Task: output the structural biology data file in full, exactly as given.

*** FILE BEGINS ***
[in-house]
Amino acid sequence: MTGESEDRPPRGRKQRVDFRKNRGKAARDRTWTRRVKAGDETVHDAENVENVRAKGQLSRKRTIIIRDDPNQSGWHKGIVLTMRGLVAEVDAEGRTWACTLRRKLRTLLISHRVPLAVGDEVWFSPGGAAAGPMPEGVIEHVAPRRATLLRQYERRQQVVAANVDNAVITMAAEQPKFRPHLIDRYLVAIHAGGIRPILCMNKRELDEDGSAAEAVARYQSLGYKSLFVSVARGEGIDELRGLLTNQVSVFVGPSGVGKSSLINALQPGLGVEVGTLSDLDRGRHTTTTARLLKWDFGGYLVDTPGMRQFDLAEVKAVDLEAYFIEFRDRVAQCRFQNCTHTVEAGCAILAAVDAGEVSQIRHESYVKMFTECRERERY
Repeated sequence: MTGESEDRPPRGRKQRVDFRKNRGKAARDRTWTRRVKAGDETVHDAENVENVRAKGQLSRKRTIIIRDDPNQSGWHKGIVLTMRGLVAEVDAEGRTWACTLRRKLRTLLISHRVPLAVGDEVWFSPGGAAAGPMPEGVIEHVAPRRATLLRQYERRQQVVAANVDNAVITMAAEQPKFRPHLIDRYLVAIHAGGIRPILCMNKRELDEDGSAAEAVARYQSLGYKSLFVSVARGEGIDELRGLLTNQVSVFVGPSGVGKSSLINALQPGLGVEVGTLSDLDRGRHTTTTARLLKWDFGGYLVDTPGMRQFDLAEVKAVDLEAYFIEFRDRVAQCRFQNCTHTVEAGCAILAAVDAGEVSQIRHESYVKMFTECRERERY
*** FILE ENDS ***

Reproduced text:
[in-house]
Amino acid sequence: MTGESEDRPPRGRKQRVDFRKNRGKAARDRTWTRRVKAGDETVHDAENVENVRAKGQLSRKRTIIIRDDPNQSGWHKGIVLTMRGLVAEVDAEGRTWACTLRRKLRTLLISHRVPLAVGDEVWFSPGGAAAGPMPEGVIEHVAPRRATLLRQYERRQQVVAANVDNAVITMAAEQPKFRPHLIDRYLVAIHAGGIRPILCMNKRELDEDGSAAEAVARYQSLGYKSLFVSVARGEGIDELRGLLTNQVSVFVGPSGVGKSSLINALQPGLGVEVGTLSDLDRGRHTTTTARLLKWDFGGYLVDTPGMRQFDLAEVKAVDLEAYFIEFRDRVAQCRFQNCTHTVEAGCAILAAVDAGEVSQIRHESYVKMFTECRERERY
Repeated sequence: MTGESEDRPPRGRKQRVDFRKNRGKAARDRTWTRRVKAGDETVHDAENVENVRAKGQLSRKRTIIIRDDPNQSGWHKGIVLTMRGLVAEVDAEGRTWACTLRRKLRTLLISHRVPLAVGDEVWFSPGGAAAGPMPEGVIEHVAPRRATLLRQYERRQQVVAANVDNAVITMAAEQPKFRPHLIDRYLVAIHAGGIRPILCMNKRELDEDGSAAEAVARYQSLGYKSLFVSVARGEGIDELRGLLTNQVSVFVGPSGVGKSSLINALQPGLGVEVGTLSDLDRGRHTTTTARLLKWDFGGYLVDTPGMRQFDLAEVKAVDLEAYFIEFRDRVAQCRFQNCTHTVEAGCAILAAVDAGEVSQIRHESYVKMFTECRERERY